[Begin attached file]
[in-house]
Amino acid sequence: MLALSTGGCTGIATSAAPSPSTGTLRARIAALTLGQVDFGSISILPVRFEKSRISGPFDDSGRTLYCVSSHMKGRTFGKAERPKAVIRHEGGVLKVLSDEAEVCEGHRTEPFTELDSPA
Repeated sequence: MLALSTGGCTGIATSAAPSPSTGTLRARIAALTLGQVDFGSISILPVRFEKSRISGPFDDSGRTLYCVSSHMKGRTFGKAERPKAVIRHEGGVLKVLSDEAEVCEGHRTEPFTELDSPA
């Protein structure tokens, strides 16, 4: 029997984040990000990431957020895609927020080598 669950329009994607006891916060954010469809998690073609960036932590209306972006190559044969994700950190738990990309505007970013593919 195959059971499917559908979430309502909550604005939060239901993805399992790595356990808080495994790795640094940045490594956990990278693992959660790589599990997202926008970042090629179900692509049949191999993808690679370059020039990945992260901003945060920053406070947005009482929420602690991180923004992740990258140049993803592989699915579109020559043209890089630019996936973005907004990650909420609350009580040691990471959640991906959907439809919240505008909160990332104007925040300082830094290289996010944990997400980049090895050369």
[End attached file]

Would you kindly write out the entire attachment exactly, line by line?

[in-house]
Amino acid sequence: MLALSTGGCTGIATSAAPSPSTGTLRARIAALTLGQVDFGSISILPVRFEKSRISGPFDDSGRTLYCVSSHMKGRTFGKAERPKAVIRHEGGVLKVLSDEAEVCEGHRTEPFTELDSPA
Repeated sequence: MLALSTGGCTGIATSAAPSPSTGTLRARIAALTLGQVDFGSISILPVRFEKSRISGPFDDSGRTLYCVSSHMKGRTFGKAERPKAVIRHEGGVLKVLSDEAEVCEGHRTEPFTELDSPA
């Protein structure tokens, strides 16, 4: 029997984040990000990431957020895609927020080598 669950329009994607006891916060954010469809998690073609960036932590209306972006190559044969994700950190738990990309505007970013593919 195959059971499917559908979430309502909550604005939060239901993805399992790595356990808080495994790795640094940045490594956990990278693992959660790589599990997202926008970042090629179900692509049949191999993808690679370059020039990945992260901003945060920053406070947005009482929420602690991180923004992740990258140049993803592989699915579109020559043209890089630019996936973005907004990650909420609350009580040691990471959640991906959907439809919240505008909160990332104007925040300082830094290289996010944990997400980049090895050369």